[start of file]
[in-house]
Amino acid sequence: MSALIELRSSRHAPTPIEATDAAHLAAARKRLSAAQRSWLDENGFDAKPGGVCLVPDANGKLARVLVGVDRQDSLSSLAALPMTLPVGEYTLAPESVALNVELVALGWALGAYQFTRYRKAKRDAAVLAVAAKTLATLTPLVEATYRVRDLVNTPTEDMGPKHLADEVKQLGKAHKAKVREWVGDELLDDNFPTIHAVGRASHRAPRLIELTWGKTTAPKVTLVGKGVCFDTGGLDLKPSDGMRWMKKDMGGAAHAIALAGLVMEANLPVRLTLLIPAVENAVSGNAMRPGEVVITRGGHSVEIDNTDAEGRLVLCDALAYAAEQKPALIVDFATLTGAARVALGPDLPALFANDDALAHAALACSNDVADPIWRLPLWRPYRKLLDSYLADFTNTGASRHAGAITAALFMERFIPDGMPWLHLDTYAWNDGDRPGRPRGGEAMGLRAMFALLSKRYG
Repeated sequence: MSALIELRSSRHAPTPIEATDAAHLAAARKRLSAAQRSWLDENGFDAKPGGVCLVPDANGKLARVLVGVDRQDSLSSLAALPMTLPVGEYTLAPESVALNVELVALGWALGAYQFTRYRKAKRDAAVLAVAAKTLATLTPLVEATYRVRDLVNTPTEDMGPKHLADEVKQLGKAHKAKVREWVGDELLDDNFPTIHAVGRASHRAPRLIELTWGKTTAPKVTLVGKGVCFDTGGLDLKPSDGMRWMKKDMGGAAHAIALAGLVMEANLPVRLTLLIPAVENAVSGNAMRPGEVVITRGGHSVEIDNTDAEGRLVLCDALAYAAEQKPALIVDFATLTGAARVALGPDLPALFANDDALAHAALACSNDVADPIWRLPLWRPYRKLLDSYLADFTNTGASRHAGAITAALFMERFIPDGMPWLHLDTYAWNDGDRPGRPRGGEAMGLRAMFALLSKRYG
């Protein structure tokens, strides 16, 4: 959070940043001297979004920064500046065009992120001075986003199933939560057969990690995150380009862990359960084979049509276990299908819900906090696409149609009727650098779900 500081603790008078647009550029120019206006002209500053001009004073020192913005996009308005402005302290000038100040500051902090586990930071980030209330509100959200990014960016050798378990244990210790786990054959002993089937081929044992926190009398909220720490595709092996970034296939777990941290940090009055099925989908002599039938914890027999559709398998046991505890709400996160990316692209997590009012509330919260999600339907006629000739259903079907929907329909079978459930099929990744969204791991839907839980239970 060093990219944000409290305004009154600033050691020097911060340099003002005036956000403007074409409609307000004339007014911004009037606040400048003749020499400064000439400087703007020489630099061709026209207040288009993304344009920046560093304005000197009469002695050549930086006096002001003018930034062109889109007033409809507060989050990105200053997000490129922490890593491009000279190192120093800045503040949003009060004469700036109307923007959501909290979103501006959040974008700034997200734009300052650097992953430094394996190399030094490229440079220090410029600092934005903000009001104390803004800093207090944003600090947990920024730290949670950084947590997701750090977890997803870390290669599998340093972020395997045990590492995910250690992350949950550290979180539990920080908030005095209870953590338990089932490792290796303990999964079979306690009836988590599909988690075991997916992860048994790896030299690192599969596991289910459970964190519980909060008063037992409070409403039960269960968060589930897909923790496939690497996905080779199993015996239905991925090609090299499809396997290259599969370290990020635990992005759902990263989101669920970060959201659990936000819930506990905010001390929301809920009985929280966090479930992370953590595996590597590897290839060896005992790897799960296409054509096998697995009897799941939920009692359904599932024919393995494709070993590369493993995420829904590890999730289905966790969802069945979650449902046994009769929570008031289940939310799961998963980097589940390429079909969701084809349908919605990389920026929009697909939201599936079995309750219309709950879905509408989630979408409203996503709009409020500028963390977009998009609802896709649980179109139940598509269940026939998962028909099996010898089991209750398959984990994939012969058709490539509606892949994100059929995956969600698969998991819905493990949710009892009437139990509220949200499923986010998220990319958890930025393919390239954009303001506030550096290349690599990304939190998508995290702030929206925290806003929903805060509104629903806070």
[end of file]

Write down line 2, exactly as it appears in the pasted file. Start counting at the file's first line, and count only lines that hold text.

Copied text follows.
Amino acid sequence: MSALIELRSSRHAPTPIEATDAAHLAAARKRLSAAQRSWLDENGFDAKPGGVCLVPDANGKLARVLVGVDRQDSLSSLAALPMTLPVGEYTLAPESVALNVELVALGWALGAYQFTRYRKAKRDAAVLAVAAKTLATLTPLVEATYRVRDLVNTPTEDMGPKHLADEVKQLGKAHKAKVREWVGDELLDDNFPTIHAVGRASHRAPRLIELTWGKTTAPKVTLVGKGVCFDTGGLDLKPSDGMRWMKKDMGGAAHAIALAGLVMEANLPVRLTLLIPAVENAVSGNAMRPGEVVITRGGHSVEIDNTDAEGRLVLCDALAYAAEQKPALIVDFATLTGAARVALGPDLPALFANDDALAHAALACSNDVADPIWRLPLWRPYRKLLDSYLADFTNTGASRHAGAITAALFMERFIPDGMPWLHLDTYAWNDGDRPGRPRGGEAMGLRAMFALLSKRYG